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Fundamental causes of model inaccuracies in predicting wind-blown sand fluxes
  • Marcelo Chamecki,
  • Jasper F. Kok
Marcelo Chamecki
University of California, Los Angeles

Corresponding Author:chamecki@ucla.edu

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Jasper F. Kok
Department of Atmospheric and Oceanic Sciences University of California, Los Angeles
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The wind-blown flux of sand generates dunes, wind erosion, and mineral dust aerosols. Existing models predict the sand flux using the wind friction velocity that characterizes near-surface turbulent momentum fluxes. However, these models struggle to accurately predict sand fluxes. Here we analyze root causes of these model discrepancies using high-frequency field measurements of winds and sand fluxes. We find that friction velocity is only predictive of sand fluxes on long timescales, when it correlates with horizontal wind speed. On shorter timescales, and for non-ideal surface conditions, friction velocity is much less predictive, likely because the near-surface wind momentum budget is dominated by other, less predictable terms. We furthermore find that variability in 30-min averaged sand fluxes at a given friction velocity is not driven by changes in turbulence but by changes in surface conditions, raising a challenge for models. These findings can improve sand flux models and clarify their limitations.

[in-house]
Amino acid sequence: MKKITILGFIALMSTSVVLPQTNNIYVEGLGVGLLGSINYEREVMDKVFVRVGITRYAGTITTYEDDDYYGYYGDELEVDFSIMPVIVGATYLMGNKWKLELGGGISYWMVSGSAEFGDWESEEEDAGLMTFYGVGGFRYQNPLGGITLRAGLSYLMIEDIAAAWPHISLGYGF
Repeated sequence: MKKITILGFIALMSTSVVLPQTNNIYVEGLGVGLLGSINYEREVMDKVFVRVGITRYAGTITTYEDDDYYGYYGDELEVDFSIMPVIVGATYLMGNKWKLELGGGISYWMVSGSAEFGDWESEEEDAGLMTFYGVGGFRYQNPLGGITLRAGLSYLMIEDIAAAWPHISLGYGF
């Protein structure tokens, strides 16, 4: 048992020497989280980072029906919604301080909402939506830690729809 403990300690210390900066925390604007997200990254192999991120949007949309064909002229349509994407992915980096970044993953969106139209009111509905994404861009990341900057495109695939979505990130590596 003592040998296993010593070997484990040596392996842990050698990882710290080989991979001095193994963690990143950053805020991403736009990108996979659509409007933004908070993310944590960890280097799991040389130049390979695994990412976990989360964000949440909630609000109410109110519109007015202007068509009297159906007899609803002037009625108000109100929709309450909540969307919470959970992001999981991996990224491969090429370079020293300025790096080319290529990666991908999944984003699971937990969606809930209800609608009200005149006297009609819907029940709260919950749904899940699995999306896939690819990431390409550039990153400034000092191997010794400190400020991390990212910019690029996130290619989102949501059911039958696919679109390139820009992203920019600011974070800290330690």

06 Mar 2023Submitted to ESS Open Archive
09 Mar 2023Published in ESS Open Archive